In the state with the highest per-capita healthcare spending, most of the mainstay insurers spent the last year struggling to harvest operating income.
Of Massachusetts' four largest insurers, only Tufts Health Plan was able to eke out a real profit on operations last year.
The top-ranked health plan in the country according to the National Committee for Quality Assurance, Tufts Health Plan earned a net income $59 million in 2014, with an operating income of $7 million, up from $4 million the year before. With investment income of $52 million, Tufts Health Plan ended the year with 1 million members, a total net worth of $1.1 billion and no debt.
Though it was able to avoid losses from health reform fees and the hepatitis C breakthrough Sovaldi, chief financial officer Umesh Kurpad said the insurer is still facing "a challenging revenue environment and rising costs, particularly pharmacy, with more specialty drugs on the horizon."
The challenges were similar but the outcomes somewhat different for Blue Cross Blue Shield of Massachusetts, the state's largest insurer with more than 40 percent market share and 2.8 million members.
BCBSMA did bring in an after-tax net income of $8 million, thanks to investment income of $110 million. But the insurer posted an operating loss of $118 million, much more than the $17 million operating loss in 2013. The nonprofit company hasn't yet disclosed revenues or debt status.
Sounding a familiar theme, BCBSMA chief financial officer Allen Maltz attributed the losses to a 30 percent year-over-year increase in spending on specialty medications and taxes, fees and expenses stemming from the Affordable Care Act.
"We had planned for an operating loss so that we could keep premium increases as low as possible and to help fund significant investments in new technologies and services," Maltz said.
The state's second largest insurer, Harvard Pilgrim Health Care, fared likewise, bringing in a net income of $8.4 million on $2.5 billion in revenue, with investment and other income of $26 million--but an operating loss of $18 million.
"Our industry is now subject to new and significant regulatory fees," said Harvard Pilgrim CFO Charley Goheen. The year before, the insurer posted an operating income of $1.2 million.
Goheen said Harvard Pilgrim "incurred substantial, unplanned costs related to public exchanges," including an expansion into the Maine and New Hampshire individual marketplaces and the ongoing challenges with the Massachusetts Health Connector.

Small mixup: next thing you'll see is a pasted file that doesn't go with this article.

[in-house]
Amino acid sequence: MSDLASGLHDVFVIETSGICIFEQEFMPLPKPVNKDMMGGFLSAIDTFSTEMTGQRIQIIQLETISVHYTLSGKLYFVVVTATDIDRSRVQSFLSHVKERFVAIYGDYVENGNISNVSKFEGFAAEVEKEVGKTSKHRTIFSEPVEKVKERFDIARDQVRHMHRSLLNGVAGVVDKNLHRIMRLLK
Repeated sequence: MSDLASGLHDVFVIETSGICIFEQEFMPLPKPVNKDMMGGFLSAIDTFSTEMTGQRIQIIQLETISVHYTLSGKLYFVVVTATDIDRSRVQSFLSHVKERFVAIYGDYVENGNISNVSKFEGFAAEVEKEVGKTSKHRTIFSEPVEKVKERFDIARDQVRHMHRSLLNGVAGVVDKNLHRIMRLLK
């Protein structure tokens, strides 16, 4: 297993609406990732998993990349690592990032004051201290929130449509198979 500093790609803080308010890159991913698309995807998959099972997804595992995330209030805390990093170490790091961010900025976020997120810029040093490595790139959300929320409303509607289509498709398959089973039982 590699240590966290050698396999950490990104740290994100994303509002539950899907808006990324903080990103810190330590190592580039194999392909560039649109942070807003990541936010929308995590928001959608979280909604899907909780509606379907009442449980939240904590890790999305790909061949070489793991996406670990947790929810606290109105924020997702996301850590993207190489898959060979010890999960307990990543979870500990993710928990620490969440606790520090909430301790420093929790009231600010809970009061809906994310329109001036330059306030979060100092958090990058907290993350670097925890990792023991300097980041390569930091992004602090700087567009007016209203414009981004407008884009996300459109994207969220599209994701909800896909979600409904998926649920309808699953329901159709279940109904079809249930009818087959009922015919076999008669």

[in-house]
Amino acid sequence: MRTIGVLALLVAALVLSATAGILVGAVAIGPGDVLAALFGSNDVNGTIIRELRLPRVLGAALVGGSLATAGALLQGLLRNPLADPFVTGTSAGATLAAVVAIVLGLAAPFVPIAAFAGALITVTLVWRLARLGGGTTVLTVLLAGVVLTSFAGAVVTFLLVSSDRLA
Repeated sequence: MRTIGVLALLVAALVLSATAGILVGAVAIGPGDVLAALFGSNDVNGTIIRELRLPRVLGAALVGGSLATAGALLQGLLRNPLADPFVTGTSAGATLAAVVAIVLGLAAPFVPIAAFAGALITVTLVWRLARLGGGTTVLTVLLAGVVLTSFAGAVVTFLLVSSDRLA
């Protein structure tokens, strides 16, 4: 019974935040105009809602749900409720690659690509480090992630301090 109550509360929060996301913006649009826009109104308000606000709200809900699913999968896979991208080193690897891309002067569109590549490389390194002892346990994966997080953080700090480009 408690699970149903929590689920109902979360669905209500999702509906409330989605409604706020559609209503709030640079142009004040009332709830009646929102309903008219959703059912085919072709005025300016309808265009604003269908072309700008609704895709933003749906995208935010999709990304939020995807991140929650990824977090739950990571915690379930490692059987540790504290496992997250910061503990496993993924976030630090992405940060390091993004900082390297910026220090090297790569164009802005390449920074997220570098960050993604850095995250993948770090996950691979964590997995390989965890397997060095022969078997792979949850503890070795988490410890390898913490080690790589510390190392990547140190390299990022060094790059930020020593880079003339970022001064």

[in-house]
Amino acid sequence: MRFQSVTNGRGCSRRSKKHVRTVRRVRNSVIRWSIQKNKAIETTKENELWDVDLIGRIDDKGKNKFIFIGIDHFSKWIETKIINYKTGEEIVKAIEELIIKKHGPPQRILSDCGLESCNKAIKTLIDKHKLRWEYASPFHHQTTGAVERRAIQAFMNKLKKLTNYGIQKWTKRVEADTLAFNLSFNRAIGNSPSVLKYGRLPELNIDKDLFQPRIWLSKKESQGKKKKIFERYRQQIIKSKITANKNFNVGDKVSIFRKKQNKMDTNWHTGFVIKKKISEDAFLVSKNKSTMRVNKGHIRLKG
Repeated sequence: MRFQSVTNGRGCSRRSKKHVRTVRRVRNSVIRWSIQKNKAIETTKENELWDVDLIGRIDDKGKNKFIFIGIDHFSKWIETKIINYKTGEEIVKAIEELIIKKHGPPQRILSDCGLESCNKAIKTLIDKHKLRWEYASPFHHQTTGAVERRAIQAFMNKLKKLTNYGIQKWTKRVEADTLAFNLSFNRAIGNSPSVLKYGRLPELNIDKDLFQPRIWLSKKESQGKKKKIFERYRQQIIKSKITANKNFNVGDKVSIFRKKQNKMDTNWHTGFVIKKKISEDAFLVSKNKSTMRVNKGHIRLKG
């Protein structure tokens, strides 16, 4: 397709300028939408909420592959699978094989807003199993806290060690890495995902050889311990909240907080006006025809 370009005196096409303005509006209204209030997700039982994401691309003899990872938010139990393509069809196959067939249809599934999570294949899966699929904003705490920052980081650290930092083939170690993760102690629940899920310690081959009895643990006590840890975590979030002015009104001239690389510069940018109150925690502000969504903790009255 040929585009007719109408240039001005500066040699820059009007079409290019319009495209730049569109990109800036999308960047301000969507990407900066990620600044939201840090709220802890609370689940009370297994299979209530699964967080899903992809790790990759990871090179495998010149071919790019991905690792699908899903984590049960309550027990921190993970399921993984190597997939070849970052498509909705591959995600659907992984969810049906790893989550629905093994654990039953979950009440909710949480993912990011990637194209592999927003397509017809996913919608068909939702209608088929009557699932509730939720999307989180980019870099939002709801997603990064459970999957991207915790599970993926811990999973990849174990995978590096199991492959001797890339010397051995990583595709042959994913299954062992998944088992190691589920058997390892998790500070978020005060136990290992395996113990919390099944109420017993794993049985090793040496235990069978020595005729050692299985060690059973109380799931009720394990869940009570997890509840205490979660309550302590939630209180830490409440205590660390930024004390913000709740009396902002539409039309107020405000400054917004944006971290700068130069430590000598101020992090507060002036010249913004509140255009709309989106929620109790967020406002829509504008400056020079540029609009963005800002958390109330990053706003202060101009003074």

Nonetheless, Gogeen said, "we have been effective in keeping premiums as low as possible, and we continue to strategically invest in initiatives that will bring continued value to our customers." Last year, he noted, "we completed implementation of a highly sophisticated, seven-year technology strategy to create a new, advanced core insurance system that better aligns with the evolving healthcare and health insurance needs of our customers and providers."
Fallon Community Health Plan, where Gogeen was CFO for a decade in the 2000s, posted net income of $3.5 million last year, on revenue of $1.3 billion--again thanks to investment and source sources totalling $15 million. On operations, the 225,000-member insurer took a loss of $11.5 million.
"Fallon made steady progress in 2014, entering new markets and lines of business and offering solutions to a diverse population of ages, income levels and health statuses," said president and CEO Patrick Hughes.
The operating loss in particular stems from significant costs for hepatitis C medications and ACA fees, as well as a one-time investment in a joint venture for a long-term care and aging health campus in western New York called Fallon Health Weinberg.
"Our results show the fundamental resilience of our organization," added executive VP and CFO R. Scott Walker. "We've balanced challenges that exist in this evolving healthcare environment by investing in technology infrastructure, care management, new product development, network development and geographic expansion," he said. "We've made disciplined and responsible decisions that ultimately result in giving consumers more choice and control over their healthcare costs."
Neighborhood Health Plan, acquired by Partners HealthCare in 2012, lost $110 million in its most recent fiscal year. A surge of medical claims, Sovaldi spending and a dysfunctional state insurance exchange all contributed to the loss (which in turn contributed to a $22 million loss for Partners) and the decision to set aside another $92 million in premium deficiency reserves for this year.
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